I received the best compliment the other day when a patient of mine said to me, “You’re the only person/doctor who has ever been able to help me”.
This patient was teary-eyed as she delivered the compliment. She is literally sick & tired, overweight and fighting for control over her emotions. I have known this person for 3 years. While she has always been interested in what I do as a Chiropractor and has popped into my office from time to time to address aches and pain, but she has never followed through on a care plan and has said “no thank you” each time I recommended some level of preventative maintenance / wellness care.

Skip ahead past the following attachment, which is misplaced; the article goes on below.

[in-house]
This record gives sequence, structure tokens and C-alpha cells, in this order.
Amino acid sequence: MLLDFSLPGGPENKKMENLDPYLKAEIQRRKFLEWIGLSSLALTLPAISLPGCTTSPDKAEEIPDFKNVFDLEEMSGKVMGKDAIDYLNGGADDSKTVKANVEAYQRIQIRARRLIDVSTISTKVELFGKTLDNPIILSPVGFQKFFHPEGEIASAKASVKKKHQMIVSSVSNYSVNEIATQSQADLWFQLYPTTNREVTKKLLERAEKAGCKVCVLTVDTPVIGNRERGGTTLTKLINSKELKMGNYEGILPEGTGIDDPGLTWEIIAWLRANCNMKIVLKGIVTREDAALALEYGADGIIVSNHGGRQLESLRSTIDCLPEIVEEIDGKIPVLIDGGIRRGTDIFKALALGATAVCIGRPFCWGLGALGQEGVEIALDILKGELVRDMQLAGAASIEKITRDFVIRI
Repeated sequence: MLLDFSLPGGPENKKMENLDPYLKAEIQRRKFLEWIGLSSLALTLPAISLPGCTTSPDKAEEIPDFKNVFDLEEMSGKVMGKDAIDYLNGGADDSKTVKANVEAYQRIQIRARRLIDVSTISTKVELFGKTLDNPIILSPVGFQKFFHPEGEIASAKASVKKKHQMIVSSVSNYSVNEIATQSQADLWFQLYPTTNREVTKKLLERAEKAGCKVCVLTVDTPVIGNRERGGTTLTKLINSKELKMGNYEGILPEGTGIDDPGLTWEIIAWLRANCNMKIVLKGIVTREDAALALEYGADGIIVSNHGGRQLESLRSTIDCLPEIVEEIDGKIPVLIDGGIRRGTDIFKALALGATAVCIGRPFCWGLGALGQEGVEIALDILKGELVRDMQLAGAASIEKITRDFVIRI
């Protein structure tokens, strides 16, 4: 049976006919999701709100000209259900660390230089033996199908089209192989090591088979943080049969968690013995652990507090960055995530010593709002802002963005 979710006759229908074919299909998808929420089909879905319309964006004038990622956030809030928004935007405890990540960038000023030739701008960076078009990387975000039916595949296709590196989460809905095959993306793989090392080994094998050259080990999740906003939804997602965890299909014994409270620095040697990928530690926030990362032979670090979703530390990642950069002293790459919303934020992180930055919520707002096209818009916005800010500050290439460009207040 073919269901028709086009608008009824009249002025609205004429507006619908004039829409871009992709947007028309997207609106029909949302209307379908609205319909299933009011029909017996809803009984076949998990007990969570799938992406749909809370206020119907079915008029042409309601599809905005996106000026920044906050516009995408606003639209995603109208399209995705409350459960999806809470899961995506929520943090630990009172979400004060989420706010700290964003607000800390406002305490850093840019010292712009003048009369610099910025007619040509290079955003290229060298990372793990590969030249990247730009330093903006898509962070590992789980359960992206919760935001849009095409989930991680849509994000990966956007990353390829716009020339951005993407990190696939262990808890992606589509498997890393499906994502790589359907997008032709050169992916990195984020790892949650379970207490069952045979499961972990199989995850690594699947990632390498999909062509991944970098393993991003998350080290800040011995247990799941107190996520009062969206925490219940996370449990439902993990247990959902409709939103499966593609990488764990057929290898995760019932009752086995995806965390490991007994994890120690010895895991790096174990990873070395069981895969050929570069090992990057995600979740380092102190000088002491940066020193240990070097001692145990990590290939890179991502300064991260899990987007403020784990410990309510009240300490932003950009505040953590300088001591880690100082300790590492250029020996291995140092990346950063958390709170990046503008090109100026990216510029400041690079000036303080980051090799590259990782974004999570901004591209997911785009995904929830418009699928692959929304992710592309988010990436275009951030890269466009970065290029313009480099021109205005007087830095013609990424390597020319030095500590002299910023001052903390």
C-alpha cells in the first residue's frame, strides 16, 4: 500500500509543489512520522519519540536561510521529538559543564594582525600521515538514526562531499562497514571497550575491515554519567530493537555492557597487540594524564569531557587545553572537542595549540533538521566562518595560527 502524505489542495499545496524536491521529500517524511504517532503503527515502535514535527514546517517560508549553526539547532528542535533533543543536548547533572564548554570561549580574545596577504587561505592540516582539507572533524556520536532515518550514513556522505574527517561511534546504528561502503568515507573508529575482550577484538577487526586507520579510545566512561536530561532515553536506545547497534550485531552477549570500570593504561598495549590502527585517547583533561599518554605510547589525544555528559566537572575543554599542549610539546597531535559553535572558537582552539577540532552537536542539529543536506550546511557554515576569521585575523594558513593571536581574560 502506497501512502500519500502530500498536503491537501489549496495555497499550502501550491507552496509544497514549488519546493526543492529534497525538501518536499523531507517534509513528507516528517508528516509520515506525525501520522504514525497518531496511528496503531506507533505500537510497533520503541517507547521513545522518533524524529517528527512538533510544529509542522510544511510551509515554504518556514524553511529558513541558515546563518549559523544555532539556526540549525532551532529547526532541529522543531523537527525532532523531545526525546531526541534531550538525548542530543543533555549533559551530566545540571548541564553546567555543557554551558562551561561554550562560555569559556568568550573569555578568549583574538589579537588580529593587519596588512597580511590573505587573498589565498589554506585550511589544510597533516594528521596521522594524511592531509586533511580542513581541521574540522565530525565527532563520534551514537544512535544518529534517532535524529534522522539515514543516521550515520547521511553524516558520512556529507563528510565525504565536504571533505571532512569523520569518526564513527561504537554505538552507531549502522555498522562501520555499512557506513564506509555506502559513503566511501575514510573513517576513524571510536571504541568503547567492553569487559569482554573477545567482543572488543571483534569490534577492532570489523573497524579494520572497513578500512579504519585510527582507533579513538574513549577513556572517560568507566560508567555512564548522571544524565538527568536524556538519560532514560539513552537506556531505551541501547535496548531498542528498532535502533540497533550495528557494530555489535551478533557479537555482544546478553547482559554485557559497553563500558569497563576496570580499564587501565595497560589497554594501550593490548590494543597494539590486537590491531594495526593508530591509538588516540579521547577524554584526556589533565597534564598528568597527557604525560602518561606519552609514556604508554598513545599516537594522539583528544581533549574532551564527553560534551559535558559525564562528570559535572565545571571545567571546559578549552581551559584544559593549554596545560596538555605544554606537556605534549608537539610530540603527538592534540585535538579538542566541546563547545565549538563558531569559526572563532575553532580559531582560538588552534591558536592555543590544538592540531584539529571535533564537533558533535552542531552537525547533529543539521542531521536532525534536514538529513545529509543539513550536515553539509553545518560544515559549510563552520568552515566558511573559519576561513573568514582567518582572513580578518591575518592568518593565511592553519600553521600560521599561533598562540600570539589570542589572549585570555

A couple of years ago, she suffered a stress fracture of her foot. That was a huge blow to her as she is a fitness instructor and essentially works out every day (all day long) with her clients and classes. Almost immediately after the fracture, she began gaining weight. Anyone can see how that could happen. Take someone who burns calories all-day long at a high rate and stick them in a chair – it’s bound to happen right?
She spent almost 3 months in an orthopedic boot and when she was finally able to get back to work, she found herself overweight, fatigued, a little depressed, but excited to get back into shape.